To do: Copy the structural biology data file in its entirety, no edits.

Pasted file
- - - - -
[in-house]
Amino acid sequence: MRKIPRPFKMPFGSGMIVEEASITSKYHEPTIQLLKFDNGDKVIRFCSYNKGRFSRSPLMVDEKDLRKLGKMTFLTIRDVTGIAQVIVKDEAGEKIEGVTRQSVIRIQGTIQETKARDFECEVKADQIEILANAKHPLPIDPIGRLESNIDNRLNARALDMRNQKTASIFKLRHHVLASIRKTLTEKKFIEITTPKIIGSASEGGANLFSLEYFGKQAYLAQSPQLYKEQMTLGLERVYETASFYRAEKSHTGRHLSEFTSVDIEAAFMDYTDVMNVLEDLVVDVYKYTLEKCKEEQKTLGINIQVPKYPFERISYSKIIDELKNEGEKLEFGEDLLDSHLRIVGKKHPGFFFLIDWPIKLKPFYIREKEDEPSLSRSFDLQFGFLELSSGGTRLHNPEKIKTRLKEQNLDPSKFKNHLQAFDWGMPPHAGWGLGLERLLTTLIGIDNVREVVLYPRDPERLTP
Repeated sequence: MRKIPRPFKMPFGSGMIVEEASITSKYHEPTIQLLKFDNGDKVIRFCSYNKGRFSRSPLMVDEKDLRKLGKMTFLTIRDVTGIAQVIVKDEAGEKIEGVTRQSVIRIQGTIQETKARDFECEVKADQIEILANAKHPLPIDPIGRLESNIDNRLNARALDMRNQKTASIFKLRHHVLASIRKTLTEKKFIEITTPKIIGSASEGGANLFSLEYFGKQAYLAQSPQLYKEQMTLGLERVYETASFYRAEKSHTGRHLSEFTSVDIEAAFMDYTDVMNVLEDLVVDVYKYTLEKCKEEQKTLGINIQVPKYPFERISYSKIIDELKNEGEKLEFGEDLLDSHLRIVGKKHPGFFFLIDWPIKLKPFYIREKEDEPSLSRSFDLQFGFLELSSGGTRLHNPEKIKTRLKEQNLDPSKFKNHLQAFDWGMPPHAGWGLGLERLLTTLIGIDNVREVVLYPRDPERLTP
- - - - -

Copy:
[in-house]
Amino acid sequence: MRKIPRPFKMPFGSGMIVEEASITSKYHEPTIQLLKFDNGDKVIRFCSYNKGRFSRSPLMVDEKDLRKLGKMTFLTIRDVTGIAQVIVKDEAGEKIEGVTRQSVIRIQGTIQETKARDFECEVKADQIEILANAKHPLPIDPIGRLESNIDNRLNARALDMRNQKTASIFKLRHHVLASIRKTLTEKKFIEITTPKIIGSASEGGANLFSLEYFGKQAYLAQSPQLYKEQMTLGLERVYETASFYRAEKSHTGRHLSEFTSVDIEAAFMDYTDVMNVLEDLVVDVYKYTLEKCKEEQKTLGINIQVPKYPFERISYSKIIDELKNEGEKLEFGEDLLDSHLRIVGKKHPGFFFLIDWPIKLKPFYIREKEDEPSLSRSFDLQFGFLELSSGGTRLHNPEKIKTRLKEQNLDPSKFKNHLQAFDWGMPPHAGWGLGLERLLTTLIGIDNVREVVLYPRDPERLTP
Repeated sequence: MRKIPRPFKMPFGSGMIVEEASITSKYHEPTIQLLKFDNGDKVIRFCSYNKGRFSRSPLMVDEKDLRKLGKMTFLTIRDVTGIAQVIVKDEAGEKIEGVTRQSVIRIQGTIQETKARDFECEVKADQIEILANAKHPLPIDPIGRLESNIDNRLNARALDMRNQKTASIFKLRHHVLASIRKTLTEKKFIEITTPKIIGSASEGGANLFSLEYFGKQAYLAQSPQLYKEQMTLGLERVYETASFYRAEKSHTGRHLSEFTSVDIEAAFMDYTDVMNVLEDLVVDVYKYTLEKCKEEQKTLGINIQVPKYPFERISYSKIIDELKNEGEKLEFGEDLLDSHLRIVGKKHPGFFFLIDWPIKLKPFYIREKEDEPSLSRSFDLQFGFLELSSGGTRLHNPEKIKTRLKEQNLDPSKFKNHLQAFDWGMPPHAGWGLGLERLLTTLIGIDNVREVVLYPRDPERLTP